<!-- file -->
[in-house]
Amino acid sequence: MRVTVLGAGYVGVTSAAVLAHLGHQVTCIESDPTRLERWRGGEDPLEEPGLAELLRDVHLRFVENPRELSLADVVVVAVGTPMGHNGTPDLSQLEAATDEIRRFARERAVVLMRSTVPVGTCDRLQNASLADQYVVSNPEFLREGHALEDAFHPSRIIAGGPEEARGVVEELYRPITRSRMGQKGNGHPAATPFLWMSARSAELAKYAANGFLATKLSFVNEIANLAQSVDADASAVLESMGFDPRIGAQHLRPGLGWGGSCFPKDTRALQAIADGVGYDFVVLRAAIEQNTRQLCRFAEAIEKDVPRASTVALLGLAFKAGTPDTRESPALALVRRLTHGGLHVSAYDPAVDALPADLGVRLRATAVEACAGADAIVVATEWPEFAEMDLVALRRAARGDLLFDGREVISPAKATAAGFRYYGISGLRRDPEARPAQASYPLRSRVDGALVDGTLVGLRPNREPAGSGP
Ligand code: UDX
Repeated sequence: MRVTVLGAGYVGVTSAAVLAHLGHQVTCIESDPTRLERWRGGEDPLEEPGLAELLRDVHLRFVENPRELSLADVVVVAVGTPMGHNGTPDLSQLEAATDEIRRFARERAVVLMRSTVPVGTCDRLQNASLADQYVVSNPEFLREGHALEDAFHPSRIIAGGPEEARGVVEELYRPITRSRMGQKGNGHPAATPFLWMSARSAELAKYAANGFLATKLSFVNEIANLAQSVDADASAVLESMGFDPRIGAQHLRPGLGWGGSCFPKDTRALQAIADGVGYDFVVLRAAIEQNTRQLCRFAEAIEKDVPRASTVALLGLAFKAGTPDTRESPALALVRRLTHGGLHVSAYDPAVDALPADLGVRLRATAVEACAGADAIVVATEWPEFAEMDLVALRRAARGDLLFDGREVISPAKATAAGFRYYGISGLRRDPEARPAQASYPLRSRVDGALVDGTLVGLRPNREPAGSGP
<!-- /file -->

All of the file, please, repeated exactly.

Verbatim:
[in-house]
Amino acid sequence: MRVTVLGAGYVGVTSAAVLAHLGHQVTCIESDPTRLERWRGGEDPLEEPGLAELLRDVHLRFVENPRELSLADVVVVAVGTPMGHNGTPDLSQLEAATDEIRRFARERAVVLMRSTVPVGTCDRLQNASLADQYVVSNPEFLREGHALEDAFHPSRIIAGGPEEARGVVEELYRPITRSRMGQKGNGHPAATPFLWMSARSAELAKYAANGFLATKLSFVNEIANLAQSVDADASAVLESMGFDPRIGAQHLRPGLGWGGSCFPKDTRALQAIADGVGYDFVVLRAAIEQNTRQLCRFAEAIEKDVPRASTVALLGLAFKAGTPDTRESPALALVRRLTHGGLHVSAYDPAVDALPADLGVRLRATAVEACAGADAIVVATEWPEFAEMDLVALRRAARGDLLFDGREVISPAKATAAGFRYYGISGLRRDPEARPAQASYPLRSRVDGALVDGTLVGLRPNREPAGSGP
Ligand code: UDX
Repeated sequence: MRVTVLGAGYVGVTSAAVLAHLGHQVTCIESDPTRLERWRGGEDPLEEPGLAELLRDVHLRFVENPRELSLADVVVVAVGTPMGHNGTPDLSQLEAATDEIRRFARERAVVLMRSTVPVGTCDRLQNASLADQYVVSNPEFLREGHALEDAFHPSRIIAGGPEEARGVVEELYRPITRSRMGQKGNGHPAATPFLWMSARSAELAKYAANGFLATKLSFVNEIANLAQSVDADASAVLESMGFDPRIGAQHLRPGLGWGGSCFPKDTRALQAIADGVGYDFVVLRAAIEQNTRQLCRFAEAIEKDVPRASTVALLGLAFKAGTPDTRESPALALVRRLTHGGLHVSAYDPAVDALPADLGVRLRATAVEACAGADAIVVATEWPEFAEMDLVALRRAARGDLLFDGREVISPAKATAAGFRYYGISGLRRDPEARPAQASYPLRSRVDGALVDGTLVGLRPNREPAGSGP